ROCKFORD, Ill. -- With the Democratic nomination potentially riding on the outcome, Bill Clinton and Paul E. Tsongas are waging a sharply personal, and increasingly nasty, battle for votes in Tuesday's Illinois primary.
For months, the Clinton campaign has been pointing toward Illinois as the decisive contest of the '92 race, the place where a big victory would make the Arkansas governor the party's presumptive nominee.
And with only four days to go until the election, a big victory here appears within his reach.
Mr. Clinton is the favorite, according to politicians here, with Mr. Tsongas next and former California Gov. Edmund G. "Jerry" Brown Jr. third.
Even Mr. Tsongas seems to be acknowledging as much. He is attempting to play down the significance of the Illinois test, insisting he needs only to be "competitive" here. The Connecticut and New York primaries in late March and early April, he says, will be the "real showdown."
While Mr. Tsongas plays for time, Mr. Clinton is acting more and more as if he's already won. He's talking about who his running mate might be, saying Chicago Mayor Richard M. Daley should be considered and yesterday adding Mr. Tsongas' name to that list, before admitting that he was being a bit premature.
But as the candidates woo the 6 million voters of this sprawling, economically struggling state, an air of success infuses the Clinton campaign, while Mr. Tsongas is struggling to fend off the aroma of defeat. The Tsongas campaign continues to suffer from disorganization and a lack of focus, making it more difficult for him to gethis message out to voters.
The two men crossed paths yesterday at Chicago's Midway Airport, a fitting place for an encounter, since both are shuttling between there and Detroit every day, in order to feed the local TV stations in each market fresh images for their evening newscasts.
For Mr. Tsongas, the airport was also the scene the day before of one of those minor campaign incidents that sometimes assume an exaggerated, symbolic meaning: His chartered jet got stuck in a mudhole on a taxiway, bogging down his campaign for about two hours.
And in fact, ever since winning New Hampshire last month, Mr. Tsongas has been trying to get his candidacy back on track, with little success. Except for a narrow win in Maryland, he has been unable to carry a primary state outside New England.
"I don't know where Tsongas goes if he gets beat in both" Illinois and Michigan, says George Stephanopoulos, deputy manager of the Clinton campaign. "Where does his money come from? His whole rationale is pierced."
The Tsongas rationale these days is that he is the Democrat with the best chance of defeating President Bush, on the basis of a recent national poll that showed him running even with the incumbent, one point better than Mr. Clinton did.
Mr. Tsongas' message, echoed in campaign commercials he is airing in Illinois, is that Mr. Clinton is "our most vulnerable candidate," because of lingering questions about his character.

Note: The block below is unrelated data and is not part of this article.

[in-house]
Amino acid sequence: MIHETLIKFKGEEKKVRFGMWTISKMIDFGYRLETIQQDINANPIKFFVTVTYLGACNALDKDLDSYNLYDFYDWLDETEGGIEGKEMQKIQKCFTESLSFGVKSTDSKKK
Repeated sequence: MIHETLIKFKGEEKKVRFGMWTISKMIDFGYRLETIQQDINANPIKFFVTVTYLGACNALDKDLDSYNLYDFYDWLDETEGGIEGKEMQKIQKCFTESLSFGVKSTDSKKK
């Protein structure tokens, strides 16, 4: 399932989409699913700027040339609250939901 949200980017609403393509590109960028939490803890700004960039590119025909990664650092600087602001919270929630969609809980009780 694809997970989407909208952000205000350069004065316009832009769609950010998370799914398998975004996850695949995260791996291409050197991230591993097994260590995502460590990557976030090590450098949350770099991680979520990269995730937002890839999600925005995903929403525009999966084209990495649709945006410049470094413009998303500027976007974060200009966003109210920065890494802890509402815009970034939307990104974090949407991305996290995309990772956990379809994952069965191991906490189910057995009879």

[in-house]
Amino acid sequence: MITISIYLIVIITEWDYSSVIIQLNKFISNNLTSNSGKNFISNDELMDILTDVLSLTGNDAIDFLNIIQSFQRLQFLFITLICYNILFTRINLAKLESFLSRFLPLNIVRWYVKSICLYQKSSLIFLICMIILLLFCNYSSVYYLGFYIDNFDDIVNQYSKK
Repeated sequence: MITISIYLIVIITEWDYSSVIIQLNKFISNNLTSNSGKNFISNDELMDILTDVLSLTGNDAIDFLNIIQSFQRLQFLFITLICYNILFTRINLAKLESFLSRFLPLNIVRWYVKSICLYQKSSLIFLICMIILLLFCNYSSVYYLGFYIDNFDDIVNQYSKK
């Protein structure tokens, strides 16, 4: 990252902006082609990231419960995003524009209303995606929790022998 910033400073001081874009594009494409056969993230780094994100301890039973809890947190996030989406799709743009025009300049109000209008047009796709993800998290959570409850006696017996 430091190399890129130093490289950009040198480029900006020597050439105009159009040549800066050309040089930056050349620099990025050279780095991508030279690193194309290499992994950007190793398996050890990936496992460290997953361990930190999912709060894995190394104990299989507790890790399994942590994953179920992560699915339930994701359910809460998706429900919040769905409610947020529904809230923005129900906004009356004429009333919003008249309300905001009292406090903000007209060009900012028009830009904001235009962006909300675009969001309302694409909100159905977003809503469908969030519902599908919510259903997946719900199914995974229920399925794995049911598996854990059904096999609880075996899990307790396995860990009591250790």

A new Tsongas ad hits squarely at the character question, saying of the former Massachusetts senator: "He's no Bill Clinton, that's for sure. . . . He's not afraid of the truth."
Indeed, many leading Democrats are extremely nervous about the prospect of Mr. Clinton's heading the national ticket this fall, because of fears about how the Bush campaign might exploit allegations of marital infidelity and draft dodging.
During a tour of a cheesecake factory yesterday in northwest Chicago, Mr. Clinton again tried to dispel those worries.
"I've been called everything but a blue goose, and the voters keep on voting for me," said the five-term governor. "If I had done anything terrible, if there was some great flaw in my character, I wouldn't have served as governor all this time."
Mr. Tsongas, he contended, is "frustrated" over his poor showing in the recent round of primaries.
"When people lose political debates, they resort to personal attacks on their opponents," said Mr. Clinton, who insists that he has leveled no personal attacks on his rival. However, Mr. Clinton is running TV commercials against Mr. Tsongas that paint a misleading picture of the Tsongas economic program, by making it seem that he favors a cut in Social Security benefits.
For Mr. Clinton, more is at stake in the St. Patrick's Day election than a share of the 164 Illinois delegates to this summer's Democratic National Convention. A primary victory here would be his first outside the South and the first in a head-to-head matchup with Mr. Tsongas on neutral ground.
Illinois, a perennial battleground in presidential elections, is also a bellwether of sorts in nomination races. Except for 1988, when homestate Sen. Paul Simon won here, the victor in the Illinois primary has gone on to win the Democratic nomination every time since 1976.
"Illinois is the first state in which you have a big city, the suburbs, the small towns and the farms," said Kevin O'Keefe, the Clinton state coordinator. "It's like the whole country, just in one state."
Mr. Clinton began organizing Illinois last August, well before he announced his candidacy. His wife, Hillary, grew up in a Chicago suburb and his campaign manager is a Chicagoan who also managed Mr. Daley's successful mayoral campaign.
As in most other states, Mr. Clinton enjoys the backing of virtually the entire Democratic establishment. He also has the support of the Chicago "machine," still a vital advantage in primary contests, where organizational strength can be brought to bear.
The Clinton advantage includes expected support among blacks, who may cast almost one-fifth of the Democratic primary vote, as well as working-class whites, who represent about one-quarter of the electorate.